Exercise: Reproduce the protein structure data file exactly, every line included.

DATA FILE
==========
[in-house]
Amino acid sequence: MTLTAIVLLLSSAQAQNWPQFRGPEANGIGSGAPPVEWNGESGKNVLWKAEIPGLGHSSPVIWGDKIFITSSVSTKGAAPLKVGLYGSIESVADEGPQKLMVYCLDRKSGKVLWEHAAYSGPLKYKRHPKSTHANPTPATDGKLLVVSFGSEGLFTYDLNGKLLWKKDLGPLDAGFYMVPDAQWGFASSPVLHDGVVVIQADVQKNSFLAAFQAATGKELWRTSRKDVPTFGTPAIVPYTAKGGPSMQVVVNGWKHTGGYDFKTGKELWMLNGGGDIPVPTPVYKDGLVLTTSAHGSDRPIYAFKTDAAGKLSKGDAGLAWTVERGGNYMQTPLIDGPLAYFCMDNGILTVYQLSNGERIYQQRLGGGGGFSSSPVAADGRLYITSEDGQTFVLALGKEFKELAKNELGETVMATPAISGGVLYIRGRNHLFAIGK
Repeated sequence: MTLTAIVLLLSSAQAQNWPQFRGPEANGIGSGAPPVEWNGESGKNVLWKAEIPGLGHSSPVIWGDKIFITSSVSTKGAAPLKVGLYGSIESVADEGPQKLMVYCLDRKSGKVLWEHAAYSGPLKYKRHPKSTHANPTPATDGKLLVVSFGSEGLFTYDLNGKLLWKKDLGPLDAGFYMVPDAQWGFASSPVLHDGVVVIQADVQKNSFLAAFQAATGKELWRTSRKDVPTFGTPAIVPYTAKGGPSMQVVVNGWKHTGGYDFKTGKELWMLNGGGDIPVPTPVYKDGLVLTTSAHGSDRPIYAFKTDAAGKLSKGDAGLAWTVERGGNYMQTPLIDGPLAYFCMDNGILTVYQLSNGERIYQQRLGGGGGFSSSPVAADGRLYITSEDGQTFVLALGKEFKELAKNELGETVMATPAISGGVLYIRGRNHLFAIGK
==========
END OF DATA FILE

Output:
[in-house]
Amino acid sequence: MTLTAIVLLLSSAQAQNWPQFRGPEANGIGSGAPPVEWNGESGKNVLWKAEIPGLGHSSPVIWGDKIFITSSVSTKGAAPLKVGLYGSIESVADEGPQKLMVYCLDRKSGKVLWEHAAYSGPLKYKRHPKSTHANPTPATDGKLLVVSFGSEGLFTYDLNGKLLWKKDLGPLDAGFYMVPDAQWGFASSPVLHDGVVVIQADVQKNSFLAAFQAATGKELWRTSRKDVPTFGTPAIVPYTAKGGPSMQVVVNGWKHTGGYDFKTGKELWMLNGGGDIPVPTPVYKDGLVLTTSAHGSDRPIYAFKTDAAGKLSKGDAGLAWTVERGGNYMQTPLIDGPLAYFCMDNGILTVYQLSNGERIYQQRLGGGGGFSSSPVAADGRLYITSEDGQTFVLALGKEFKELAKNELGETVMATPAISGGVLYIRGRNHLFAIGK
Repeated sequence: MTLTAIVLLLSSAQAQNWPQFRGPEANGIGSGAPPVEWNGESGKNVLWKAEIPGLGHSSPVIWGDKIFITSSVSTKGAAPLKVGLYGSIESVADEGPQKLMVYCLDRKSGKVLWEHAAYSGPLKYKRHPKSTHANPTPATDGKLLVVSFGSEGLFTYDLNGKLLWKKDLGPLDAGFYMVPDAQWGFASSPVLHDGVVVIQADVQKNSFLAAFQAATGKELWRTSRKDVPTFGTPAIVPYTAKGGPSMQVVVNGWKHTGGYDFKTGKELWMLNGGGDIPVPTPVYKDGLVLTTSAHGSDRPIYAFKTDAAGKLSKGDAGLAWTVERGGNYMQTPLIDGPLAYFCMDNGILTVYQLSNGERIYQQRLGGGGGFSSSPVAADGRLYITSEDGQTFVLALGKEFKELAKNELGETVMATPAISGGVLYIRGRNHLFAIGK